Reality check: Fans get closer than ever to athletes with virtual technology

By Erin Barney

Sean Smith watched Paxton Lynch’s perfect spiral fly over his head and hit a receiver in stride. There was grass under his feet and Lynch’s trainers to his left and right. When he looked up, he swore he could feel the Memphis sun.

But then the STRIVR goggles came off, and it was back to reality. A much colder, rainier Chicago reality.

Smith, 44, was one of thousands of fans in the NFL’s Draft Town Saturday to enter a virtual world. A Palo Alto, California-based virtual reality company, STRIVR, lets fans get an up-close and personal encounter with the players. The goggles offered a 360-degree view of Jaylon Smith’s workout or a look at the defensive line from Shaq Lawson’s vantage point.

“It’s unreal, just completely unreal,” Smith said. “You’re in the space, right there where they are, and you’re able to look around. Not something most of us will ever see.”

Logan Mulvey, STRIVR’s managing partner, said that’s the goal. The company creates highlight reels from inside the New England Patriots’ locker room and on the sidelines of Team USA’s soccer vs. Guatemala — places fans can’t normally go.

STRIVR’s videographers are former athletes, so they know what to look for when filming. Kevin Beecroft, 31, the company’s director of operations, said playing lacrosse his whole life has given him a major advantage in terms of perspective.

“We understand how to make our footprint as small as possible yet get the footage necessary for [fans] to get use out of what we are doing,” Beecroft said. “That’s something that’s really unique to us.”

The athletes don’t mind the close-up shots since the footage benefits them, too. STRIVR is also in the training business —giving players a platform for mental repetition in their sport while protecting them physically.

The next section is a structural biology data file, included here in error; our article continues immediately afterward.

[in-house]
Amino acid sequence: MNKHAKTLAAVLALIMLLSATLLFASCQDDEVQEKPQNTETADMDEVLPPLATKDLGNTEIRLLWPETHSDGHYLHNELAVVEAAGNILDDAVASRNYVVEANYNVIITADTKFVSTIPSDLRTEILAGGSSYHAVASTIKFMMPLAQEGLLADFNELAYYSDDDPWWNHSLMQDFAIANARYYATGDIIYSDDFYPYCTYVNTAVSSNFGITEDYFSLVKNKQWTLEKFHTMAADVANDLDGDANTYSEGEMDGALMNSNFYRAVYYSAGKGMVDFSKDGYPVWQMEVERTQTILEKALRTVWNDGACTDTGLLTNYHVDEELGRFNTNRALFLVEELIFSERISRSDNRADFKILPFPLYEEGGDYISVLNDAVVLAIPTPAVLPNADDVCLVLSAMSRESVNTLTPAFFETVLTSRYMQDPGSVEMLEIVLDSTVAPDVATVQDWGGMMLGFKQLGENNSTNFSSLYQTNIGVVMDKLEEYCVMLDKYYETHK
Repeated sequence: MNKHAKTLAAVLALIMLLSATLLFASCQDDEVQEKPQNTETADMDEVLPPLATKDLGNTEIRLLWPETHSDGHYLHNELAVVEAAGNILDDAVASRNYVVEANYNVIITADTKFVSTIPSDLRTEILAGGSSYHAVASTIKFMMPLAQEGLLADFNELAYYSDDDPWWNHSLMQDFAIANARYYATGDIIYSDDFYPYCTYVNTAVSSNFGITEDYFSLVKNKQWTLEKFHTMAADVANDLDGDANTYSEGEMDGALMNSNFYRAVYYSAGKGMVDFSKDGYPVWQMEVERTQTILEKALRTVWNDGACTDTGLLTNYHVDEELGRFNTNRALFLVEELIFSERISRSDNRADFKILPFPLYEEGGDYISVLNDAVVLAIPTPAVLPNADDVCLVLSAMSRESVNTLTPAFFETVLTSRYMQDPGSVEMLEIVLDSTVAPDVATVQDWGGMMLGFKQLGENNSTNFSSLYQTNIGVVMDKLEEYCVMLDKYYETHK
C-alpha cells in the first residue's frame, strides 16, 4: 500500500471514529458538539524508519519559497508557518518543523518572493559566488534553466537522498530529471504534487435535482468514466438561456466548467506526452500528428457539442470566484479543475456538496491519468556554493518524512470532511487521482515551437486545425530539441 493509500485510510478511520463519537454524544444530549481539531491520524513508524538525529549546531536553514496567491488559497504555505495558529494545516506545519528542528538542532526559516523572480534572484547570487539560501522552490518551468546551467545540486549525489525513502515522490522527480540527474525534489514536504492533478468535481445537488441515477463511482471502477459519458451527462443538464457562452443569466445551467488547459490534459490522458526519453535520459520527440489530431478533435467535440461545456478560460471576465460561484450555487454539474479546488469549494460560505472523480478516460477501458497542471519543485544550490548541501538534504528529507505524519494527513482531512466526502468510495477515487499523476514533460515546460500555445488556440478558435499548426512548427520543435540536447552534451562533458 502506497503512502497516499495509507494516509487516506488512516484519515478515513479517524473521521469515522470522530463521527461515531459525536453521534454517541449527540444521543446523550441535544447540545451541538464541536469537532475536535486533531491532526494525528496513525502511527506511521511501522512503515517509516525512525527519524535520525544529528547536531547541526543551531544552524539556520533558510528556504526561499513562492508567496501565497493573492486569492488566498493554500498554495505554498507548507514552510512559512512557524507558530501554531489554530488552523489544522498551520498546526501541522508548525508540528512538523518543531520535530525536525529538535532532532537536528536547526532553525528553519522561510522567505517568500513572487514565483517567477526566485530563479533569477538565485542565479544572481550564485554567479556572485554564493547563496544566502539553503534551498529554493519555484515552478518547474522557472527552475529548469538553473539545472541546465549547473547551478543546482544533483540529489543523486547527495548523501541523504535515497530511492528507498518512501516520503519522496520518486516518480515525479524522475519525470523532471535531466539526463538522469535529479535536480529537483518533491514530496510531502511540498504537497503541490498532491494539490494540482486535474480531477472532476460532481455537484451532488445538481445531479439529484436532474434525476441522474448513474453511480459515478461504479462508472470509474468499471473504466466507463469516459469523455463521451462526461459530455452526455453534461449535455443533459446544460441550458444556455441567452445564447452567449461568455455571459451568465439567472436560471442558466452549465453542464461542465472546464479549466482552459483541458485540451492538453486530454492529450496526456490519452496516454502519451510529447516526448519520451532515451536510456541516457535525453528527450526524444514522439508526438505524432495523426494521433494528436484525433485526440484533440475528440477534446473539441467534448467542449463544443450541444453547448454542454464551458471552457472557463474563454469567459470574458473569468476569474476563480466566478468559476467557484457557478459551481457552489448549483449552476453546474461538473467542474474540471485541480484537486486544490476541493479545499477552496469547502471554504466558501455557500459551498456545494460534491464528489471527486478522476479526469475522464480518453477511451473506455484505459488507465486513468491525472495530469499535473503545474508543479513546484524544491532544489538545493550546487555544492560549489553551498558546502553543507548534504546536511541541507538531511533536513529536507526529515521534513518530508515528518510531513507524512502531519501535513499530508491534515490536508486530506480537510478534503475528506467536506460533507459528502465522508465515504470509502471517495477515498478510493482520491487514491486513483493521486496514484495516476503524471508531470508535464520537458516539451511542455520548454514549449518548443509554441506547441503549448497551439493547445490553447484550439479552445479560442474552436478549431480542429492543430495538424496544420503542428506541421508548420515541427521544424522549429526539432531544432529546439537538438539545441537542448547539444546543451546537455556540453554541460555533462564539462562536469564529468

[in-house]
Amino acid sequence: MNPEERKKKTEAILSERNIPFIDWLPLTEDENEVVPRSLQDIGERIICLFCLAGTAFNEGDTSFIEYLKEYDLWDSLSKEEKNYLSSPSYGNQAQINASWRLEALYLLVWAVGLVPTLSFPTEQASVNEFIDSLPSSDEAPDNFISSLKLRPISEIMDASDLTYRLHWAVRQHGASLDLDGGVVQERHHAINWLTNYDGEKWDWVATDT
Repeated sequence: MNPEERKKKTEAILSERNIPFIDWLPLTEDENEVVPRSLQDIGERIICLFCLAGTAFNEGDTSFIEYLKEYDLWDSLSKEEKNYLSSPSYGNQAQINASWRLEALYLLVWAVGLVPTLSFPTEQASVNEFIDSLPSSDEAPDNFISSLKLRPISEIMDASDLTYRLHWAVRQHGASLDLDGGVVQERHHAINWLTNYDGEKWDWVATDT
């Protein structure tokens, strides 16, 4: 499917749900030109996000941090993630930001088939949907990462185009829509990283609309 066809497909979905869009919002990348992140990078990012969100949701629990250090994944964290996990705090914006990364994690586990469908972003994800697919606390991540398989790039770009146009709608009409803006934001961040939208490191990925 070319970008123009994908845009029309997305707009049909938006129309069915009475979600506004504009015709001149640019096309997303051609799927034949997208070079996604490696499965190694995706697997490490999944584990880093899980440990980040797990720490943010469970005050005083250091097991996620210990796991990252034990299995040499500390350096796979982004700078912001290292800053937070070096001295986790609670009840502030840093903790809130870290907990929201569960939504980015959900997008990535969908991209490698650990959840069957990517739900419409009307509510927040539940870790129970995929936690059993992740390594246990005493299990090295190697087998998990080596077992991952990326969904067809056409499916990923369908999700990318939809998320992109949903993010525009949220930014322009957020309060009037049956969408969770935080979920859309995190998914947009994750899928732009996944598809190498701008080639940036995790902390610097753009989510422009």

“We’re always trying to think down the road,” Beecroft said. “How can we minimize the risk of athletes getting injured on the field and still give them the experience as if they were?”

Football teams (six NFL and 13 Division I colleges) are STRIVR’s biggest clients, but hockey and baseball teams are starting to see the advantages too. The New York Rangers recently added a goalie simulation to the main concourse at Madison Square Garden. Fans get to stand in the net and watch slap shots fly by.

Active participation in the virtual world is the next big step for STRIVR.

Mulvey said as soon as eight months from now, consumers will be able to purchase goggles and other necessary sensors to catch the pass from Lynch rather than just watch him throw it.

When that day comes, Smith wants a shot at one-on-one with Chicago Bulls legend, Michael Jordan. But would the virtual platform give him an advantage or maybe even a chance at winning?

“Nope, absolutely not. All I’d hear would be him trash talking,” he said. ​

PHOTO AT TOP: Sean Smith of Chicago had an up close and personal experience with future NFL stars via STRIVR’s virtual reality tent at NFL Draft Town. (Erin Barney/MEDILL)